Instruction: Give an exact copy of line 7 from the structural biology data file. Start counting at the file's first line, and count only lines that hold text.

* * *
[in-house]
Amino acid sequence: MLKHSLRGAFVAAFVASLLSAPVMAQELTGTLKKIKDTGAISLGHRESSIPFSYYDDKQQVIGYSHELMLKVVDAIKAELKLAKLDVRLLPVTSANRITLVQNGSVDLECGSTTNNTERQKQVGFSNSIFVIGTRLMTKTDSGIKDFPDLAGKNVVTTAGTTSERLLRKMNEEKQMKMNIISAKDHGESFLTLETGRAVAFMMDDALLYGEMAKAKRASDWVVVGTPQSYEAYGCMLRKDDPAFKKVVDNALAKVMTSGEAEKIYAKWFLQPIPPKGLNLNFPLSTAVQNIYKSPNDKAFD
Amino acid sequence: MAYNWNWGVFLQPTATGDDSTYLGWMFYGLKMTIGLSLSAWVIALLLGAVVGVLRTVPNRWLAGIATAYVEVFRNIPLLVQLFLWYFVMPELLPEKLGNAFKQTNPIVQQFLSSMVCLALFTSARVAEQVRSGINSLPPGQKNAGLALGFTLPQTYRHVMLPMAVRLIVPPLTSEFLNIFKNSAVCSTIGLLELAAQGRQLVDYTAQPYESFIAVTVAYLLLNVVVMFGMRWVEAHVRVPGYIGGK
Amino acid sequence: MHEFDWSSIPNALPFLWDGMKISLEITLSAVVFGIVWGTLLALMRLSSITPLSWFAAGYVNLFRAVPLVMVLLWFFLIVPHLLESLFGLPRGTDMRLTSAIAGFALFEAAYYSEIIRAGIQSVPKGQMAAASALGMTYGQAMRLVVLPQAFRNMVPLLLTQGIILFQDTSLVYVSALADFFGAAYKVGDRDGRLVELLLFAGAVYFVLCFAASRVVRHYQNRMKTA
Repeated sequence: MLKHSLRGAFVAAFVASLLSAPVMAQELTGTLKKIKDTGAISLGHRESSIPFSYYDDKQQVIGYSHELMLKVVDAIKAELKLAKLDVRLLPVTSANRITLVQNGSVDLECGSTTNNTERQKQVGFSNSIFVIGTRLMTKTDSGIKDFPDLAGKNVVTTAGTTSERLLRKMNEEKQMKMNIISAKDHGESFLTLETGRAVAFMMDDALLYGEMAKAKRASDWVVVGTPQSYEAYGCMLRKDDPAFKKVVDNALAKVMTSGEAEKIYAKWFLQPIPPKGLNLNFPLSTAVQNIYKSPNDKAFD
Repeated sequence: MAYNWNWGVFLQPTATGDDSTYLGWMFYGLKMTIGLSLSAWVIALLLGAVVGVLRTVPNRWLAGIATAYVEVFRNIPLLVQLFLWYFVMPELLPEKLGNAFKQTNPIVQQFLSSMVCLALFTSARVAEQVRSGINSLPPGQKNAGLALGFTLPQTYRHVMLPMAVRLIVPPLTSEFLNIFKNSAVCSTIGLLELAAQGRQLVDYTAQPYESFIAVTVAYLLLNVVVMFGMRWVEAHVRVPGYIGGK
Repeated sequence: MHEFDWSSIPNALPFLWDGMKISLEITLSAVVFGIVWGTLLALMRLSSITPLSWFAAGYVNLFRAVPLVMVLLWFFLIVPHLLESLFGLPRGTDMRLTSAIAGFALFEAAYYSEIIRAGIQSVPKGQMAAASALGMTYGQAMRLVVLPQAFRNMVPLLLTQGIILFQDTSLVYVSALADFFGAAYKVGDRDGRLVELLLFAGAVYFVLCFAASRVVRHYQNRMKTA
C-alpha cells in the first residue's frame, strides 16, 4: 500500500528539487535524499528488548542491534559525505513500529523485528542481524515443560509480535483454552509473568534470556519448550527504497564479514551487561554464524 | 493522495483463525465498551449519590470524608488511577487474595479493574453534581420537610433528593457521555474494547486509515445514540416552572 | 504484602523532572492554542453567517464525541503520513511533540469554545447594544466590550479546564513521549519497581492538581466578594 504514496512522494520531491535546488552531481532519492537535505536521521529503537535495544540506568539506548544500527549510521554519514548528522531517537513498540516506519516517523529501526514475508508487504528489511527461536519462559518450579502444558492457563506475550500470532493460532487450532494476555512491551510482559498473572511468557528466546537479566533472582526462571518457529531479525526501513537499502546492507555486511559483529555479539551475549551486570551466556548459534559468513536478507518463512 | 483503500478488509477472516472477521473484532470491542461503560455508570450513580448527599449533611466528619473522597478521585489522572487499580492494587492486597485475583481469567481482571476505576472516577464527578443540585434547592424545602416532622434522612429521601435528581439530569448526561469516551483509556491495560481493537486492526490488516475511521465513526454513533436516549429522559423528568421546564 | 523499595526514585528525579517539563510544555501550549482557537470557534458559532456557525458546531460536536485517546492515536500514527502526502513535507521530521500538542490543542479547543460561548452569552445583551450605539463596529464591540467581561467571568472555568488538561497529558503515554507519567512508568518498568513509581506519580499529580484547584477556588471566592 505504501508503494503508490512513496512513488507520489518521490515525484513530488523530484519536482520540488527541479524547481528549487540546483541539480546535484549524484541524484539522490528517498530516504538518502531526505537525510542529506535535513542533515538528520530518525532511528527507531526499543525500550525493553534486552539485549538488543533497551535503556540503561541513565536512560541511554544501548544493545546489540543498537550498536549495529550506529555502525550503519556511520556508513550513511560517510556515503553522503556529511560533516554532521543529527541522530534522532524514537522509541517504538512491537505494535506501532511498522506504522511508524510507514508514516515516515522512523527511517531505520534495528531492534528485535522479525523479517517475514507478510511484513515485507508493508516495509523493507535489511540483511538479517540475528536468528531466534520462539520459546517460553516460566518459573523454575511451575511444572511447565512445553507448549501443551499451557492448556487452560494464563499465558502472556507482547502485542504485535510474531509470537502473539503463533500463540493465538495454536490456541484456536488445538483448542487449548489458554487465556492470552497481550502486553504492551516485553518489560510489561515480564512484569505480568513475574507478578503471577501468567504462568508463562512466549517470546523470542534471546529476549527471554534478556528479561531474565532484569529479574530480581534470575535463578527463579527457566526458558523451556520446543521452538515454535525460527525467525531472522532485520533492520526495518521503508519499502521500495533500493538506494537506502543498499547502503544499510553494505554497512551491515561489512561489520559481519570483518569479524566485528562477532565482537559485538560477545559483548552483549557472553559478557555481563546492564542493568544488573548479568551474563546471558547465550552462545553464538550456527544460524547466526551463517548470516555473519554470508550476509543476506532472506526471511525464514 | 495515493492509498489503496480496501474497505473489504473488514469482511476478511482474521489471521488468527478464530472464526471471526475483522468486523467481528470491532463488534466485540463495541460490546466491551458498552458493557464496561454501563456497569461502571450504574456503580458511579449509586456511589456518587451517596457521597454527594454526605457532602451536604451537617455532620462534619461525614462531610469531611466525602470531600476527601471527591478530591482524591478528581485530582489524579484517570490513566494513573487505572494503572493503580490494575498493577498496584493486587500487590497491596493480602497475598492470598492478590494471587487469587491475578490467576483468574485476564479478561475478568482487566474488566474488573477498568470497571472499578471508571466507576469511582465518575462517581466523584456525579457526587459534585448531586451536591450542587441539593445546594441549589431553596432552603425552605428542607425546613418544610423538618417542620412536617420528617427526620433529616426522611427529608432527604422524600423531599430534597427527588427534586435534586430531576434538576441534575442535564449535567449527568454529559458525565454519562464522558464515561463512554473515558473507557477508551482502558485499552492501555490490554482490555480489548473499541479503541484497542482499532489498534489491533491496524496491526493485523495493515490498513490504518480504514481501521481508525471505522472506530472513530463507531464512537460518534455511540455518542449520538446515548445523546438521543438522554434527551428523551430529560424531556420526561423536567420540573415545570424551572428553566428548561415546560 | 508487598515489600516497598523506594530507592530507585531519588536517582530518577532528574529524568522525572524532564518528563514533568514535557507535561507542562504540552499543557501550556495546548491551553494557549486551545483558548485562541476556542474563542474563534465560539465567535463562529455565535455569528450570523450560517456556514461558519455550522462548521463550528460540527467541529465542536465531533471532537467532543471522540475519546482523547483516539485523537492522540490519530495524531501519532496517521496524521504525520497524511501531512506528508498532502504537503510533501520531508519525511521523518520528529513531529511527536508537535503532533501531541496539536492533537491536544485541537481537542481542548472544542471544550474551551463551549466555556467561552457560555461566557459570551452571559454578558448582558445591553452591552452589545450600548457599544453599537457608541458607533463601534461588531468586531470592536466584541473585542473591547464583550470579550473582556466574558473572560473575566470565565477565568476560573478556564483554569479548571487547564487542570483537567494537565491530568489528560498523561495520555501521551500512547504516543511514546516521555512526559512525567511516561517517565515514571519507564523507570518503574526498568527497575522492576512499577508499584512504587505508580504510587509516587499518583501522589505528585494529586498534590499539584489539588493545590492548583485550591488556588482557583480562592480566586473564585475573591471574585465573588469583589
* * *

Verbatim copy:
Repeated sequence: MHEFDWSSIPNALPFLWDGMKISLEITLSAVVFGIVWGTLLALMRLSSITPLSWFAAGYVNLFRAVPLVMVLLWFFLIVPHLLESLFGLPRGTDMRLTSAIAGFALFEAAYYSEIIRAGIQSVPKGQMAAASALGMTYGQAMRLVVLPQAFRNMVPLLLTQGIILFQDTSLVYVSALADFFGAAYKVGDRDGRLVELLLFAGAVYFVLCFAASRVVRHYQNRMKTA